In California, Jahi McMath is legally dead. In New Jersey, she is legally alive. Now, the deceased—or profoundly disabled—teenager is the subject of litigation that could make history.
A quick rundown: In 2013, the then thirteen-year-old girl suffered a cardiac arrest after undergoing throat surgery. Jahi’s brain was deprived of oxygen, and her doctors at the highly respected Children’s Hospital Oakland declared brain death and pushed to have all life-sustaining medical treatment terminated. Jahi’s mother, Latasha “Nailah” Winkfield, would have none of it. She sued to keep her daughter’s life support maintained.
In court, doctors testified that Jahi’s total brain failure was irreversible, and that even if her body were medically sustained, it would soon deteriorate. After an independent physician from Stanford University confirmed that diagnosis, Superior Court Judge Evelio Grillo declared Jahi legally deceased and authorized California to issue a death certificate. But a settlement allowed Nailah to take possession of Jahi, still attached to medical machinery. Jahi received further treatment in a New Jersey hospital and was then released to her mother’s care.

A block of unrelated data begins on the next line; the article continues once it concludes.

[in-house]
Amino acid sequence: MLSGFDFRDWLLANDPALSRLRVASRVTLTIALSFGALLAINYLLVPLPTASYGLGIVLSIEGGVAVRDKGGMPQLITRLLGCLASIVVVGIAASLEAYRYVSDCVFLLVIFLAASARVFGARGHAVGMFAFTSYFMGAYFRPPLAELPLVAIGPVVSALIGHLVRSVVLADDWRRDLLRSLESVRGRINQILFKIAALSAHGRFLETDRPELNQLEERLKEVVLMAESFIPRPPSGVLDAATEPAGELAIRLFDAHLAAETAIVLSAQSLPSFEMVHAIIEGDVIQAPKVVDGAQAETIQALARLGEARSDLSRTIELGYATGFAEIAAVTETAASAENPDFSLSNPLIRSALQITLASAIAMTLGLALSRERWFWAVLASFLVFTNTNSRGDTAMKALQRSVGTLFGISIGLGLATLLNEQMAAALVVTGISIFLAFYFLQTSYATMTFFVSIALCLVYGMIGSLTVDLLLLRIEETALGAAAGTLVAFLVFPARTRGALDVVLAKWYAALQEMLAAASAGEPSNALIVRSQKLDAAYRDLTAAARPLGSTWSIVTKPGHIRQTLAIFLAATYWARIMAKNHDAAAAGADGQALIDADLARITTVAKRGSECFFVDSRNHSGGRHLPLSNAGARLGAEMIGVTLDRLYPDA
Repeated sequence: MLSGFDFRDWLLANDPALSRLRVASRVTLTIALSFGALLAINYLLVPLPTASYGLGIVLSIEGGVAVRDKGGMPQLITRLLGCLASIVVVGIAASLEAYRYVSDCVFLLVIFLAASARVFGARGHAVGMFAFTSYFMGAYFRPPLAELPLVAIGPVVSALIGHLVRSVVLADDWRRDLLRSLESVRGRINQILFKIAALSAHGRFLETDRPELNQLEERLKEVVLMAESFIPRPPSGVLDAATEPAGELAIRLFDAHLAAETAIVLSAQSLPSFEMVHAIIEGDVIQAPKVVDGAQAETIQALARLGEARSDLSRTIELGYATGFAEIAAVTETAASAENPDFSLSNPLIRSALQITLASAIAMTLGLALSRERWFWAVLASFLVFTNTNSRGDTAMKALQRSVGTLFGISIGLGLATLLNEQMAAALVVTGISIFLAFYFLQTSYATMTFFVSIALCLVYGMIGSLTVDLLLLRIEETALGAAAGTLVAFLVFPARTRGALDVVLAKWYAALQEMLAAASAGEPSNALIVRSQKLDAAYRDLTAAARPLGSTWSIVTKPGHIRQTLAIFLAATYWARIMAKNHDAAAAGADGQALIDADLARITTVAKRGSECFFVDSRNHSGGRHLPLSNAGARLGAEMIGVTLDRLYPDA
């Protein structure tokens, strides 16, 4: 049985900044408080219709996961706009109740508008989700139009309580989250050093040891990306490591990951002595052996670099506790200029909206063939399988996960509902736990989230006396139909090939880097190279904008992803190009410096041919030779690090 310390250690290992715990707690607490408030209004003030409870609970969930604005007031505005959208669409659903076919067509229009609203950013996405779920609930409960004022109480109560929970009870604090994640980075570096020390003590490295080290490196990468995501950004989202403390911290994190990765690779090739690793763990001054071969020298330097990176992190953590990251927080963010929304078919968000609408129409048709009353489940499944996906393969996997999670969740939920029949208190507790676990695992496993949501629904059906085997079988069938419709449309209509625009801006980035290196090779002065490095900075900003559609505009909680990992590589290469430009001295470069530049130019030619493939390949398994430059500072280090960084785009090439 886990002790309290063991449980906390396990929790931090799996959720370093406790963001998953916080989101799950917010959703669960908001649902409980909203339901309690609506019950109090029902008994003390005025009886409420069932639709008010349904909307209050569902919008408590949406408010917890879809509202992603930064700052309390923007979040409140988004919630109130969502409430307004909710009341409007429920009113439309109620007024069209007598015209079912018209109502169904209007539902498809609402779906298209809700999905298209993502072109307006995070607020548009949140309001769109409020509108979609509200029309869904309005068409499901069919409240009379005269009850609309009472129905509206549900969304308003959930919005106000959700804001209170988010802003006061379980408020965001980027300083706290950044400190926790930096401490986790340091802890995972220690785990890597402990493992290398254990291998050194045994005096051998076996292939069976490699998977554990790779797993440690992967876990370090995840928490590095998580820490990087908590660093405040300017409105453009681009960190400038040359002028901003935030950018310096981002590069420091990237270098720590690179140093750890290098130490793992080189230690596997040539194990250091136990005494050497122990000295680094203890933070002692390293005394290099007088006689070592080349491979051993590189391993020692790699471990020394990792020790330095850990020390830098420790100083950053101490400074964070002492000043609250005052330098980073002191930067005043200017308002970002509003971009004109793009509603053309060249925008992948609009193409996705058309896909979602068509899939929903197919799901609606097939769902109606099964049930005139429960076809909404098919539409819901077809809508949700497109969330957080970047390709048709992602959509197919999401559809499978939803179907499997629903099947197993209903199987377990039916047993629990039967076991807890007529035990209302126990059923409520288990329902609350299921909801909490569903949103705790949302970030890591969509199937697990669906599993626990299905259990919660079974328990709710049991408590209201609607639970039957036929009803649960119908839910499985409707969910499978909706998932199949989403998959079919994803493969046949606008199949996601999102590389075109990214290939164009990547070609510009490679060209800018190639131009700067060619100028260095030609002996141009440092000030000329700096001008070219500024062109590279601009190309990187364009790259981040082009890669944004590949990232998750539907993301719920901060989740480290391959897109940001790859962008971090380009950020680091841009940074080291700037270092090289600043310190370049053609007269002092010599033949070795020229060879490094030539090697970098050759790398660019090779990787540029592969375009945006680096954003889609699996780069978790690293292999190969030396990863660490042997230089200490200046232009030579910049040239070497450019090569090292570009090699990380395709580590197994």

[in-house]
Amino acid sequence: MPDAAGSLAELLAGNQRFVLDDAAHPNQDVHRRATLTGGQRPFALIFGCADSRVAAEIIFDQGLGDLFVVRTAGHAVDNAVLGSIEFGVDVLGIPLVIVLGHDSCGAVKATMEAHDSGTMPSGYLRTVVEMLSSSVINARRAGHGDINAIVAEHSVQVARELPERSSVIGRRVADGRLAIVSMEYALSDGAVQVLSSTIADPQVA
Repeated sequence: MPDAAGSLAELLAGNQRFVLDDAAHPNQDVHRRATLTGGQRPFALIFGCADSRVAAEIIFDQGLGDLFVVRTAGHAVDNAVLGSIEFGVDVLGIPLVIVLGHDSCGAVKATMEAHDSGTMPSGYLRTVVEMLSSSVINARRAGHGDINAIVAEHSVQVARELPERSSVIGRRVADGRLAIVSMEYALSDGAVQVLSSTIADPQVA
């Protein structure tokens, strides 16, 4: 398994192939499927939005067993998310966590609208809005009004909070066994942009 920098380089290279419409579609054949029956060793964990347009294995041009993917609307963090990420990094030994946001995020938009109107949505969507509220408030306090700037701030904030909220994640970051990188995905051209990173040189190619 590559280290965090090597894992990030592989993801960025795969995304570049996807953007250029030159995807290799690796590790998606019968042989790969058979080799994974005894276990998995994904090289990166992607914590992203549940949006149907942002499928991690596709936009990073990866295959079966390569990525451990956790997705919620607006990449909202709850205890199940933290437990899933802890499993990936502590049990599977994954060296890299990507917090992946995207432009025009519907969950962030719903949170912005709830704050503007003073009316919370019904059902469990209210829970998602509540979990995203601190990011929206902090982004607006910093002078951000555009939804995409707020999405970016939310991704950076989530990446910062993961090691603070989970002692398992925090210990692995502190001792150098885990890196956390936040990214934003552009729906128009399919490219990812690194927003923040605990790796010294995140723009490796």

At the time of the tragedy, I believed—and wrote here—that Jahi was, indeed, dead. But I now have strong doubts. It’s nearly four years later, and Jahi’s body still has not broken down. Her skin remains smooth. There are no foul odors in her room as would be expected when a brain-dead person’s body deteriorates. She has experienced no visible bodily decline. I know. I saw for myself when Bobby Schindler (Terri Schiavo’s brother) and I visited Jahi and Nailah a few weeks ago.
Read more at First Things.